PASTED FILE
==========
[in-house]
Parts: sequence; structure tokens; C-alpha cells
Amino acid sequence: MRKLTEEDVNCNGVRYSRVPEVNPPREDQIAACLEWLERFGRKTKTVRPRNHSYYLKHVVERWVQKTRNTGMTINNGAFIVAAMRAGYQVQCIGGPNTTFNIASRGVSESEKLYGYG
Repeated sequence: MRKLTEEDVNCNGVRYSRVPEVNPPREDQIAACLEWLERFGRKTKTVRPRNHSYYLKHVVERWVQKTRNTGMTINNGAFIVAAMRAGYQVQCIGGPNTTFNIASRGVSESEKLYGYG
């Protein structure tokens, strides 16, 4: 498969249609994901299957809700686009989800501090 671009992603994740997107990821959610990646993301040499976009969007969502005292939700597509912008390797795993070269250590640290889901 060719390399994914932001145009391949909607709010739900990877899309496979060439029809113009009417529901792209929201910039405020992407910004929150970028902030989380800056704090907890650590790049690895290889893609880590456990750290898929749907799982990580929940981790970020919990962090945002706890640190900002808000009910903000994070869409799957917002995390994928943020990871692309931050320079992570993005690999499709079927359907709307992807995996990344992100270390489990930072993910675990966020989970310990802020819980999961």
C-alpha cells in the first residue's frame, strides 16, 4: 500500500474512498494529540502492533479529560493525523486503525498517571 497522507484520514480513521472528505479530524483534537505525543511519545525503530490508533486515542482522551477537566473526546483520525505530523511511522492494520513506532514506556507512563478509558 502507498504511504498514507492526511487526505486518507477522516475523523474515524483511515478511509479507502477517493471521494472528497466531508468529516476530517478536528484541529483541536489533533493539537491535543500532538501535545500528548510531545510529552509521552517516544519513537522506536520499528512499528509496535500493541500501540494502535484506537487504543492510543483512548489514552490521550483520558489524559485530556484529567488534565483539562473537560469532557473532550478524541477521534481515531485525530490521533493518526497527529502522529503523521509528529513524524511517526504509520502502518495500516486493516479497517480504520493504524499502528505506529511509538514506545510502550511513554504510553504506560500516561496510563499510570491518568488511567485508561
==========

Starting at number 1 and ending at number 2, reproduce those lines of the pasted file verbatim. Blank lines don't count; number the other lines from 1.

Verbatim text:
[in-house]
Parts: sequence; structure tokens; C-alpha cells